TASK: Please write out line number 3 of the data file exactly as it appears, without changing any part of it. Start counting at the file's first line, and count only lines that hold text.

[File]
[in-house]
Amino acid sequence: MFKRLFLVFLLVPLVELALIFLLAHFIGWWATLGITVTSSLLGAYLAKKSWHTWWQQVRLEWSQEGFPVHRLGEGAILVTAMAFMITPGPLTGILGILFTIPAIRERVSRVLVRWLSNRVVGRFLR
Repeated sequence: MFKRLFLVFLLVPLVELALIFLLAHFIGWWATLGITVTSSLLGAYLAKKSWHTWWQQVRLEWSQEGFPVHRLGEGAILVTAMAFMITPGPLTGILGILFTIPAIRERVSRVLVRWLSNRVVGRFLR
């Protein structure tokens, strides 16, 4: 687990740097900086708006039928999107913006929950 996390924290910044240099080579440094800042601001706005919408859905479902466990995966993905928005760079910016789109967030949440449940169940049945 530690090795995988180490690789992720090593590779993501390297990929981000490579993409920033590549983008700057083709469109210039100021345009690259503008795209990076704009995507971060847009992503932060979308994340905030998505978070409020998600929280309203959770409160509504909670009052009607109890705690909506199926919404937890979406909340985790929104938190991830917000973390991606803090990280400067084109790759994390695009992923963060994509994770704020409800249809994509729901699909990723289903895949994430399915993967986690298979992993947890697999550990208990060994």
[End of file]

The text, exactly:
Repeated sequence: MFKRLFLVFLLVPLVELALIFLLAHFIGWWATLGITVTSSLLGAYLAKKSWHTWWQQVRLEWSQEGFPVHRLGEGAILVTAMAFMITPGPLTGILGILFTIPAIRERVSRVLVRWLSNRVVGRFLR